Everybody knows, or should know, that music is one of the most powerful ways of generating compassion, of remembering it. I’ve been singing to myself the song embedded below a lot lately, as I think of this unspeakably precious suffering world, as I think of the Buddhist community I used to be a part of — now imploding (deservedly) in scandal — and as I work with (or try to) my own pain.
Ordinary compassion in Tibetan (vajrayana) Buddhist circles seems to be too easily forgotten in the climbing of ladders, the hope of being seen as an “advanced” practitioner. It’s an endlessly sobering thought to me that virtually all of the most heartless people I have known have been Buddhists. Something so deeply wrong there.
Well, I’m still a Buddhist, at least at the core. But it’s clear that some major work needs to be done in reforming systems which were transplanted more or less wholesale from one culture to another, extremely different one. The extent and depth of the scandals we are witnessing are going to require a lot of wisdom and diligence to properly understand, and heal.
One thing always needed: the experience of ordinary old compassion. Nothing tricky there, no cleverness or “advanced” practices required. Just that automatic human ache in the face of suffering. That almost unbearable longing to remove something so intolerable. This is where we start, and it’s our middle, and it’s our end.
Sade’s “Pearls” is such a beautiful and pure expression of compassion. On a deeper level, it is about the truth that any of us could have been, could be, anyone else. “She lives a life she didn’t choose…”
there is a woman in Somalia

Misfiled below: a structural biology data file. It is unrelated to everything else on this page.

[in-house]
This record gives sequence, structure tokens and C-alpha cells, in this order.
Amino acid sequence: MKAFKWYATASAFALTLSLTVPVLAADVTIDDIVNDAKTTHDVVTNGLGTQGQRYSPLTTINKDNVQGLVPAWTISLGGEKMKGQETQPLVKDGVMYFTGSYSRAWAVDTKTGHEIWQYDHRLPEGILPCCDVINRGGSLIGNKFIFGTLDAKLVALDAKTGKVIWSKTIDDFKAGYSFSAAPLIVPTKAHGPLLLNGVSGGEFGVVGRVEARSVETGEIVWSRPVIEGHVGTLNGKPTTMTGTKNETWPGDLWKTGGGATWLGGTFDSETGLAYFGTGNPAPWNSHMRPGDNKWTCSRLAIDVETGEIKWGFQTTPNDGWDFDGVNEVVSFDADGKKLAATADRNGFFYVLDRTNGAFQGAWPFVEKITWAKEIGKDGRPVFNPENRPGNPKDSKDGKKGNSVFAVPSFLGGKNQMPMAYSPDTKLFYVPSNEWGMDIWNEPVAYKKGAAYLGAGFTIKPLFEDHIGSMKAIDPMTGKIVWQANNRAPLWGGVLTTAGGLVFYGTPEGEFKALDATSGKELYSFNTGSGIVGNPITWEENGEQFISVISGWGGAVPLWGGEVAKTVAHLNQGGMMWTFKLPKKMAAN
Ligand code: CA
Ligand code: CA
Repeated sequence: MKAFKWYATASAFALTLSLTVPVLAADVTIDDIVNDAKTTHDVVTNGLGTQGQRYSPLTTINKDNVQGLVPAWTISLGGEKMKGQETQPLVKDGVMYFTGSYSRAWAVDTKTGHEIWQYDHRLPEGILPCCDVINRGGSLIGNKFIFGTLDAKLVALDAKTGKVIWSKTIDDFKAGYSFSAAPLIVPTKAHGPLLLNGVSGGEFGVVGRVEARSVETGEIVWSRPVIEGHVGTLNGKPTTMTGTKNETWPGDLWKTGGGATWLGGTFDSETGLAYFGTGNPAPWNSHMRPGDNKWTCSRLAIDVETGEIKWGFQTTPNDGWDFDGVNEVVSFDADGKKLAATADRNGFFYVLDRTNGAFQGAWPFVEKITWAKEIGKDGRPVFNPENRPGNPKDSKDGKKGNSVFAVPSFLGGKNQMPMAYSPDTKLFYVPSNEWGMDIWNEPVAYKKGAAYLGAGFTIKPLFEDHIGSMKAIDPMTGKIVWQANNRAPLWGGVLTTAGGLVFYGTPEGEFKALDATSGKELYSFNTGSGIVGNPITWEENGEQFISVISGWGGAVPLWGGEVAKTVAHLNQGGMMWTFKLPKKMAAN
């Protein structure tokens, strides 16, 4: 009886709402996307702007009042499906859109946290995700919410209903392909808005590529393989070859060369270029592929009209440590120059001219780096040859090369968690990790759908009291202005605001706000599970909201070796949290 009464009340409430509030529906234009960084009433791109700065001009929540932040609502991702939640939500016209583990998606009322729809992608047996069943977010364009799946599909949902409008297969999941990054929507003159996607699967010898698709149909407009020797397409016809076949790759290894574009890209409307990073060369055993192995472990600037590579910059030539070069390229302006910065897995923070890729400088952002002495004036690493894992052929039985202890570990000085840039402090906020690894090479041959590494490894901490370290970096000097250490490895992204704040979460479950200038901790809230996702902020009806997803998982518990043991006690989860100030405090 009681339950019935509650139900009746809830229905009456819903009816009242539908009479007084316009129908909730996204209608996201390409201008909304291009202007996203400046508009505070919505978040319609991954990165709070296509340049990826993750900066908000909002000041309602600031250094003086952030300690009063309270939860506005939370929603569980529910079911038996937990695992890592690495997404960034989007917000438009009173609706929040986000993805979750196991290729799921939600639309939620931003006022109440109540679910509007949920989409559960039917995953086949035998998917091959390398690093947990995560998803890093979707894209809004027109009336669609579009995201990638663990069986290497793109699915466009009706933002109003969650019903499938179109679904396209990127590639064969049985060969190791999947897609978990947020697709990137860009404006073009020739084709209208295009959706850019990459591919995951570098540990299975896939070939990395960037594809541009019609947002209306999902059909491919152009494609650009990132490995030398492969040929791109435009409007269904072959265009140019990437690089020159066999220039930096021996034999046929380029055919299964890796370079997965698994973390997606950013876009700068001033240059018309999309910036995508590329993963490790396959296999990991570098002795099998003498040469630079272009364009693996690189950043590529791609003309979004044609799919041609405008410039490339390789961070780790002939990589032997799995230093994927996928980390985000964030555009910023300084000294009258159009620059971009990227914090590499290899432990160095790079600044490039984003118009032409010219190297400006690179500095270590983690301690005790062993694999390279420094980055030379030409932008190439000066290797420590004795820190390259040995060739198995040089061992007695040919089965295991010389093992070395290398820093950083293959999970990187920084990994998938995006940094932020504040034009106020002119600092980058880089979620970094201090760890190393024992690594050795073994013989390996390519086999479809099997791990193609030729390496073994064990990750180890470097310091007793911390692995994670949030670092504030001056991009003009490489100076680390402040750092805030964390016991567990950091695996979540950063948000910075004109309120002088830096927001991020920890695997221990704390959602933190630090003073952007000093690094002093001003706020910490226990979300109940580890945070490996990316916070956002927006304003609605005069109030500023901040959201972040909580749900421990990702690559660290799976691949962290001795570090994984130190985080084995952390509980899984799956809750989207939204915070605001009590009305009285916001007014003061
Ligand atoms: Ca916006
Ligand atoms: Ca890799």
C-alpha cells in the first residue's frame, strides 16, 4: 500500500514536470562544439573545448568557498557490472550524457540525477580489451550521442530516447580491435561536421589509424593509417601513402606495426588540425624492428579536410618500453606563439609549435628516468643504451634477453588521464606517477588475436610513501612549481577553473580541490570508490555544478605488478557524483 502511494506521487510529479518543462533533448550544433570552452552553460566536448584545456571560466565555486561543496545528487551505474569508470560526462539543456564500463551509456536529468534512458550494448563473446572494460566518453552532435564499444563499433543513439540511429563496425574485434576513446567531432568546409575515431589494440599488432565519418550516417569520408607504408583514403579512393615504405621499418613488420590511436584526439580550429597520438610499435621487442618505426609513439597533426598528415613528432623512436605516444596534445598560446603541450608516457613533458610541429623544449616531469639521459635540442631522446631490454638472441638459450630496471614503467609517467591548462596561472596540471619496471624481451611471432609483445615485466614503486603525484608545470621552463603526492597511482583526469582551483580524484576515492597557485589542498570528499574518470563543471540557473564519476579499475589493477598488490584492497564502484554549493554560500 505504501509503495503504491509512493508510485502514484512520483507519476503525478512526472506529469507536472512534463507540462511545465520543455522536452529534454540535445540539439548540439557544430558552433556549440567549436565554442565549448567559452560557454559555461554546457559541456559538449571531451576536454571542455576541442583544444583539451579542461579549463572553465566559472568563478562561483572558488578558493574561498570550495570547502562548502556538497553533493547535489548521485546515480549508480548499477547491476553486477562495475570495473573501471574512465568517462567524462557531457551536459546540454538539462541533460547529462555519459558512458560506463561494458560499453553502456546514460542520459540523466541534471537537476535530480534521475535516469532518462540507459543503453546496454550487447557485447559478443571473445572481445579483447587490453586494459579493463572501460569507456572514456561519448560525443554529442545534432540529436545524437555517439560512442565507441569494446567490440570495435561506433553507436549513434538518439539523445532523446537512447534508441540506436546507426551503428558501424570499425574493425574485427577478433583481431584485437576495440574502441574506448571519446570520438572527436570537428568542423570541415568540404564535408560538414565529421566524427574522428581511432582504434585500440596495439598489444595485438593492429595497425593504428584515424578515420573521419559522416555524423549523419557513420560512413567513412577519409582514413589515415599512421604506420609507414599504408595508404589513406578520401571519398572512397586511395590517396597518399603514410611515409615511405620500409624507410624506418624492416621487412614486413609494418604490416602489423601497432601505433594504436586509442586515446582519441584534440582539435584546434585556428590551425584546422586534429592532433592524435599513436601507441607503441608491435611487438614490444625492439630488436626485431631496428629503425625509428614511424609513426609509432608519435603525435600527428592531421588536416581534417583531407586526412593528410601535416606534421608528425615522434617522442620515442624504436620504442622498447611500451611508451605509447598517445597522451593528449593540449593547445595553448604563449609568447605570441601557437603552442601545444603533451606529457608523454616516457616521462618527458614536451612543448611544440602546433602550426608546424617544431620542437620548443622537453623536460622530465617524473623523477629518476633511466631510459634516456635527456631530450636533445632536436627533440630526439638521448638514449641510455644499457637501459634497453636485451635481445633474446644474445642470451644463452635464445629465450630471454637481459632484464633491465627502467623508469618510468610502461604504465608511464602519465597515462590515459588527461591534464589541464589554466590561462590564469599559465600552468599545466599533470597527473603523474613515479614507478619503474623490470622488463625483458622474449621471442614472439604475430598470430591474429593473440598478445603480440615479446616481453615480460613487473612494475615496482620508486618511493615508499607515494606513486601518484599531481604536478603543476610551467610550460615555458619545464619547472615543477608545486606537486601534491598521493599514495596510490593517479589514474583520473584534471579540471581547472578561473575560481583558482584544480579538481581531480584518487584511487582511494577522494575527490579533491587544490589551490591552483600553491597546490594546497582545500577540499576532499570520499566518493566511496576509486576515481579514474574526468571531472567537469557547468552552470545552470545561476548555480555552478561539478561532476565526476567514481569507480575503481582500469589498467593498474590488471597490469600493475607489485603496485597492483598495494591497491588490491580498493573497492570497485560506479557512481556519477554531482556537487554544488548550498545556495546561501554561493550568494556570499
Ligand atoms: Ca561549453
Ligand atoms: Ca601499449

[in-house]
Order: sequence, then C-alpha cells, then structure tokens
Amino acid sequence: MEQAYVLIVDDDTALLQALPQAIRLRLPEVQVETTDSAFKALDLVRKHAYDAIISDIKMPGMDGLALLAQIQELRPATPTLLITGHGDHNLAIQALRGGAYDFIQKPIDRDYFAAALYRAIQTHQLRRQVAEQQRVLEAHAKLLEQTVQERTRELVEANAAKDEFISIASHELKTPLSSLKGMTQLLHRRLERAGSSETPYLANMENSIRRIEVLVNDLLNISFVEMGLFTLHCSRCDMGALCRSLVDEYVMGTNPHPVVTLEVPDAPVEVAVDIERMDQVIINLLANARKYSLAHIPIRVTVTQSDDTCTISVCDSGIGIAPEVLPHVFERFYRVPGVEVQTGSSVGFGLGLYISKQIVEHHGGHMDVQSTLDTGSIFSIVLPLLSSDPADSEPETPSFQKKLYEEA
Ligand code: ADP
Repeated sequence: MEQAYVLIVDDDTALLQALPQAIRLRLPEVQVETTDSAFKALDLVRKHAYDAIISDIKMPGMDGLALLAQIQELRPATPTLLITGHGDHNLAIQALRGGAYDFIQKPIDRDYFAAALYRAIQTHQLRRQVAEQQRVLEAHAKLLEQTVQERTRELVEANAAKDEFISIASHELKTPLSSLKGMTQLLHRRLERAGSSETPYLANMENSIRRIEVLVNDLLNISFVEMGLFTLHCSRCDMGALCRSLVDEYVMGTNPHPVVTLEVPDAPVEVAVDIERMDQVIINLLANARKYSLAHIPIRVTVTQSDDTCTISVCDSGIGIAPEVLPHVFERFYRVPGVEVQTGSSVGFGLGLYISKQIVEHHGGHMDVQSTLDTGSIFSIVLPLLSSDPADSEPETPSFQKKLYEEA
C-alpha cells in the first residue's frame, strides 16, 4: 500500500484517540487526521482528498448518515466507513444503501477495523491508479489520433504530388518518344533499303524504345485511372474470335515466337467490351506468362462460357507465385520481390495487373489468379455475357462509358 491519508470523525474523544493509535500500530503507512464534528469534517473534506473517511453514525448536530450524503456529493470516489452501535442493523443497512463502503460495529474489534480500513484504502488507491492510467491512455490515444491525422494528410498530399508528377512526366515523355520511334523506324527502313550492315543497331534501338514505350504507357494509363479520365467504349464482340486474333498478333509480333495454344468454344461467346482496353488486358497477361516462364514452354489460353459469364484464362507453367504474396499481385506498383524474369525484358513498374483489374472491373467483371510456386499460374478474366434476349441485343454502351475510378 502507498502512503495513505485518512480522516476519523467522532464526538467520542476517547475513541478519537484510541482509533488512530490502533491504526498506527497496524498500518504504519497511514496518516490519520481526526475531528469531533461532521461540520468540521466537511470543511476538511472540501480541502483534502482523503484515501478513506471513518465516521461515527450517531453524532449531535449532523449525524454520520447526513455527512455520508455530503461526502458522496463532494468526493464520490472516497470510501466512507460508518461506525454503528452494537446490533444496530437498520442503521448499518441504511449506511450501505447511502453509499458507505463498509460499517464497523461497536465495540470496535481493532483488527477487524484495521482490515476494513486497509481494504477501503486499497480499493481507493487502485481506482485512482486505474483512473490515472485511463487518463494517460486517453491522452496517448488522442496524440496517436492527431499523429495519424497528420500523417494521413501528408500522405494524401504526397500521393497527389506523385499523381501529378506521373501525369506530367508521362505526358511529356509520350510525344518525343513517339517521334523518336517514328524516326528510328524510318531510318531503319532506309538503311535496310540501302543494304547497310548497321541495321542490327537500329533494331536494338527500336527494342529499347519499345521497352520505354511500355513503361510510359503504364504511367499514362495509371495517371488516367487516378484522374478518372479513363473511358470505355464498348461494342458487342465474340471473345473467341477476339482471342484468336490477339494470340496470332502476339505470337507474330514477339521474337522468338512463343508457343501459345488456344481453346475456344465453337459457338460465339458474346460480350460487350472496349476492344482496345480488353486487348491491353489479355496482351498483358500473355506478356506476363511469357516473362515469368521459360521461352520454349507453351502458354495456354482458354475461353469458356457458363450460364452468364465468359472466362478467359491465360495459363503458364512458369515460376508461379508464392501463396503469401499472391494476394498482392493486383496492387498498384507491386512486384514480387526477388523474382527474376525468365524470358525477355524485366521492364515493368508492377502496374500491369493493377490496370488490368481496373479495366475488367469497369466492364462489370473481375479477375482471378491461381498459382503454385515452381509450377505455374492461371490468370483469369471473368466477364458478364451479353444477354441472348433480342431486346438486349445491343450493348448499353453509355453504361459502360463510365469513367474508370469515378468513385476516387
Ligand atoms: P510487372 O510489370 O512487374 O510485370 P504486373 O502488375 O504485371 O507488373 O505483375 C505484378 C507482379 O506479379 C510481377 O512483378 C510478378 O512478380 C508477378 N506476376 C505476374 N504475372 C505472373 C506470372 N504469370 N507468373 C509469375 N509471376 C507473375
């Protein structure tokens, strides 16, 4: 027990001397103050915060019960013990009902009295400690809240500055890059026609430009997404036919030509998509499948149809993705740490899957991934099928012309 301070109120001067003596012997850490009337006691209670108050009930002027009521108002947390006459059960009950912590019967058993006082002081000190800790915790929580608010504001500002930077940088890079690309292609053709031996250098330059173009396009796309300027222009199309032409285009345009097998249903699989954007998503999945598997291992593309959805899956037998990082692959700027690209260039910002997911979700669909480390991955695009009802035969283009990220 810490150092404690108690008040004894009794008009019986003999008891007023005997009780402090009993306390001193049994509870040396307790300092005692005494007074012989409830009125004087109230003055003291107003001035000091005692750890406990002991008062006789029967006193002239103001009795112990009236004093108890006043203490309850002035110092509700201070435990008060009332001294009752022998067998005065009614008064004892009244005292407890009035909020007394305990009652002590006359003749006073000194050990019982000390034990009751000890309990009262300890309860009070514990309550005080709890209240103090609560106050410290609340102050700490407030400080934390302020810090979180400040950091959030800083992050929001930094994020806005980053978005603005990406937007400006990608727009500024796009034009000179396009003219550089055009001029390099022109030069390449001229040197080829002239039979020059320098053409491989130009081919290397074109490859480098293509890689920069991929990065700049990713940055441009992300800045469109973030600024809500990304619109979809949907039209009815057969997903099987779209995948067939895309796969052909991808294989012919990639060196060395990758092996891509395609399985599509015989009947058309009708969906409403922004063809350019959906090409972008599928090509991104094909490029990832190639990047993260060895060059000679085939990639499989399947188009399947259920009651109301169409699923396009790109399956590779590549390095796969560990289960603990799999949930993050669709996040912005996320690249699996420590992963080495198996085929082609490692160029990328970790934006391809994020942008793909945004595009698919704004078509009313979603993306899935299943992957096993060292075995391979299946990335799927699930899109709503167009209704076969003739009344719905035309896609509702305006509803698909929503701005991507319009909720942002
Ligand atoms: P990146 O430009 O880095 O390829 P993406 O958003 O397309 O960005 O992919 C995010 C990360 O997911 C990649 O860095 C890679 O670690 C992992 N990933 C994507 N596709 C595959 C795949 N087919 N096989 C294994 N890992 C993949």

the sun gives her no mercy
the same sky we lay under
burns her to the bone
long as afternoon shadows
it’s gonna take her to get home
each grain carefully wrapped up
pearls for her little girl
Mayor Pete Buttigieg’s letter to South Bend’s Muslim community yesterday manifests such grace and compassion. I’m really pleased to see this.
Arlie Hochschild is Professor Emerita at UC Berkeley and one of the most distinguished sociologists of her generation, and her most recent book, Strangers in Their Own Land: Anger and Mourning on the American Right, has received much acclaim over the past year. Rightly so. I have just finished it and can add my voice to all those who have found it a remarkably fine and illuminating study.
Between the years 2011 and 2016 Hoschshild made ten trips to southwestern Louisiana — an area dominated by the petrochemical industry — in order to try and better understand what she calls the Great Paradox: how is it that the residents of the most polluted, toxic areas of the country tend to be members of the Tea Party movement, which vigorously supports the dismantling of environmental regulations? How have they come to oppose the federal government so comprehensively, to deem it so inherently corrupt, when their own states tend to benefit disproportionately from its expenditures? Why do they continue so unquestioningly to trust the very industries whose chemicals, indeed whose environmental disasters, have made them sick and rendered entire towns and regions uninhabitable?